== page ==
Reindeer love cold places. (You probably won’t see any reindeer roaming around your neighborhood unless you live near the Arctic.) Everything about reindeer, from their sense of smell to the shape of their hooves, helps them to survive and be comfortable in snow and frigid temperatures.
The Rundown on Reindeer
• Both male and female reindeer have antlers. (In other deer species, only males have antlers.) In early spring, male reindeer begin to grow antlers. At full size, this will be 20 to 50 inches tall. Antlers begin to appear on female reindeer a few weeks after the males’ start and can grow from 9 to 20 inches tall. All new antlers are covered with protective soft fur, called “velvet.” Reindeer shed their antlers annually and grow a new, larger set every year.
• Reindeer have a superb sense of smell. It helps them to locate food buried deep in the snow. Alerts them to the presence of predators, and aids in navigation.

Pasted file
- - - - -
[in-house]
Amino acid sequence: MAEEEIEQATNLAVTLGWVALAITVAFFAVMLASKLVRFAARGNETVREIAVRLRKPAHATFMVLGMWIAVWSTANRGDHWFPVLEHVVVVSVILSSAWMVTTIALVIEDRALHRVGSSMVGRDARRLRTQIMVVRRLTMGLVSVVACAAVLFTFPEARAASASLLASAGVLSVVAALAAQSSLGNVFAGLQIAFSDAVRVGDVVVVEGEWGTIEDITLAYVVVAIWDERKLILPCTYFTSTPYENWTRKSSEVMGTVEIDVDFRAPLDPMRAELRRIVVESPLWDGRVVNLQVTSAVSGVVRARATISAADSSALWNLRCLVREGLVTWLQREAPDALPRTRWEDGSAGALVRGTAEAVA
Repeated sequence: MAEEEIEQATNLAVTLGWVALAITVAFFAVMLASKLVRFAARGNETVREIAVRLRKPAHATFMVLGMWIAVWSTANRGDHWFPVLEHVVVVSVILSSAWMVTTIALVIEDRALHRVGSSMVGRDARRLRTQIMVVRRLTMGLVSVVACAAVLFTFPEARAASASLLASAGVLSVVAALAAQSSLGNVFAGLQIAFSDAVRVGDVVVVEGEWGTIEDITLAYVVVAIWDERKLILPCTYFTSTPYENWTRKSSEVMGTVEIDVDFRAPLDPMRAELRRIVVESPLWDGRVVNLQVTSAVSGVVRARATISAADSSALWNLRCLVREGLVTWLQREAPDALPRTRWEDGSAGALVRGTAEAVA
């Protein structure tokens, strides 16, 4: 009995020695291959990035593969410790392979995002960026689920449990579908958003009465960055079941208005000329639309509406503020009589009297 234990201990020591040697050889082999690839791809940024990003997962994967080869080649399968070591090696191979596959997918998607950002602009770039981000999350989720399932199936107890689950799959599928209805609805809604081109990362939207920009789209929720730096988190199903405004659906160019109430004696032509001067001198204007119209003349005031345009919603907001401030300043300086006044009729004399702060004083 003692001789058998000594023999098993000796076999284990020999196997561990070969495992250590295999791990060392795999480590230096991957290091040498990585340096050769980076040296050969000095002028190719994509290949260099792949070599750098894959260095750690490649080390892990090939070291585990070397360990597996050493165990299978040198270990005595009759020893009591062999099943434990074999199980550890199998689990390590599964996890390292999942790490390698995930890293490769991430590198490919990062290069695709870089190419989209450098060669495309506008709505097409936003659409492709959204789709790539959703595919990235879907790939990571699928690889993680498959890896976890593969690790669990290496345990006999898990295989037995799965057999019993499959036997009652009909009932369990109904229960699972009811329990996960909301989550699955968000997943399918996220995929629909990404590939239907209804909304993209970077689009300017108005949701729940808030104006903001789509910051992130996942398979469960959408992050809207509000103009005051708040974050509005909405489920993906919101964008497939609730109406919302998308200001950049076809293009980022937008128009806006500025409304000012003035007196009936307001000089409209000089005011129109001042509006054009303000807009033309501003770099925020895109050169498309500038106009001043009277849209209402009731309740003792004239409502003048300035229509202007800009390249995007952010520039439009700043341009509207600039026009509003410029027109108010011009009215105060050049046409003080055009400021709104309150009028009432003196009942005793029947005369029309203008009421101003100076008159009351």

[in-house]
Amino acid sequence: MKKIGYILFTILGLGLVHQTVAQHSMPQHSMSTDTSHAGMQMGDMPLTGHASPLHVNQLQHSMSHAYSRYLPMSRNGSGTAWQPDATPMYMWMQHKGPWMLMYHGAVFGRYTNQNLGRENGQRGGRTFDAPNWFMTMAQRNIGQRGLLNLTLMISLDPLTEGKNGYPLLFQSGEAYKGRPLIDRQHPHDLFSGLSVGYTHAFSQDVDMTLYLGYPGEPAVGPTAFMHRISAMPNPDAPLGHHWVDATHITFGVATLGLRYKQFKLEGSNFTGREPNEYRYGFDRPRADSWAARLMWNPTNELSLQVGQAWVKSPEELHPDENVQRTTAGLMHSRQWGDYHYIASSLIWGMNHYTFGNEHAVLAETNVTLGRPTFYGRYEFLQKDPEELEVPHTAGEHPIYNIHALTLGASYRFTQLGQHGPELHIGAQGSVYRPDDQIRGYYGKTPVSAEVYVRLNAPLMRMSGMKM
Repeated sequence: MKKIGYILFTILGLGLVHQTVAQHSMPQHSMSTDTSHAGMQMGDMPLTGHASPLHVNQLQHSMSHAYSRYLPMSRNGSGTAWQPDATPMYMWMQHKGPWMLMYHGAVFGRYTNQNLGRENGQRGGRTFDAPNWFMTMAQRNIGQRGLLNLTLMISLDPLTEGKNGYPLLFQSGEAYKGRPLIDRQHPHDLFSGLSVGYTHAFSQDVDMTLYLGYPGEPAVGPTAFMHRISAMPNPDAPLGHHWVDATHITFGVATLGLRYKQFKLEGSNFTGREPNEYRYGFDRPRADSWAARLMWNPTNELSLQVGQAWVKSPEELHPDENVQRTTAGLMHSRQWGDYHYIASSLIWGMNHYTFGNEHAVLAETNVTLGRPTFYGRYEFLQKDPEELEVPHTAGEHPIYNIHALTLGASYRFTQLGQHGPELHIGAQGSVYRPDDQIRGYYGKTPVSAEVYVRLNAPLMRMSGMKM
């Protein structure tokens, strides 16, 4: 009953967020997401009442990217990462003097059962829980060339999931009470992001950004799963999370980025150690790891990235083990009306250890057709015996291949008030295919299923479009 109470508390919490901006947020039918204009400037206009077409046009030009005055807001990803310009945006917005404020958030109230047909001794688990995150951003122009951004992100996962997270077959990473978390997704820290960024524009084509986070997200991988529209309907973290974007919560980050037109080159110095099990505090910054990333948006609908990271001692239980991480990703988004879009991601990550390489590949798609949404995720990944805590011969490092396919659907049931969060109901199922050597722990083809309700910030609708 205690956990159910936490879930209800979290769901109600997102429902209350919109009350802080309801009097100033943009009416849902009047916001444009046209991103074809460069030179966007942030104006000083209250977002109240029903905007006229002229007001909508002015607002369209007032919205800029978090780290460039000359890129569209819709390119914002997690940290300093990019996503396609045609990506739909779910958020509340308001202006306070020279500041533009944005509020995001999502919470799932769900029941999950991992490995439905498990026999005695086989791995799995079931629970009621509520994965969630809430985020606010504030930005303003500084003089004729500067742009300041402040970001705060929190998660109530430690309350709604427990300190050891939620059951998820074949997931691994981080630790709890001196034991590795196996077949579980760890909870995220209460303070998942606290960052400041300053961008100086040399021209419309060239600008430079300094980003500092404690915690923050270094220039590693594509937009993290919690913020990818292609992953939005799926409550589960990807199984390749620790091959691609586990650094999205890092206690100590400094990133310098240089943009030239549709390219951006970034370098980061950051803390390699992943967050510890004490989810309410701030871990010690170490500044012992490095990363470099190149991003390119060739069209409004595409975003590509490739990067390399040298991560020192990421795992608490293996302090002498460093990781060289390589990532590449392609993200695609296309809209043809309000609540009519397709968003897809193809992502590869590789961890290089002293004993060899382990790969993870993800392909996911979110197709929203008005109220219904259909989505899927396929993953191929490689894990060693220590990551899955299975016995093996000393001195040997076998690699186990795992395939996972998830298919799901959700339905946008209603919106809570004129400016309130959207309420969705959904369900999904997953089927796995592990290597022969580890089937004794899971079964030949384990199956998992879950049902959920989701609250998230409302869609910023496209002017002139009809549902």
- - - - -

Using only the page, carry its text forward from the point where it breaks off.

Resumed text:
• The reindeer’s double coat of fur does not extend to its legs. In cold weather, reindeer constrict, or tighten, their blood vessels, causing less blood to flow and essentially turning down the temperature in their legs. This helps to keep their body heat steady.
• In bitterly cold weather, the footpads on a reindeer’s hooves shrink and tighten. Exposing the rims of its hooves. This helps the reindeer both to pierce through snow as it walks and to dig for food in deep snow.
• Reindeer have two layers of thick, furry, brownish-gray hair. The layer closest to their skin is dense, wooly, and soft. On top are long, hollow “guard hairs.” Air gets trapped inside these hairs and holds in body heat to keep the reindeer warm. These hairs also help reindeer to float. They are excellent swimmers.
For more exciting facts about reindeer check out The Old Farmer’s Almanac for Kids!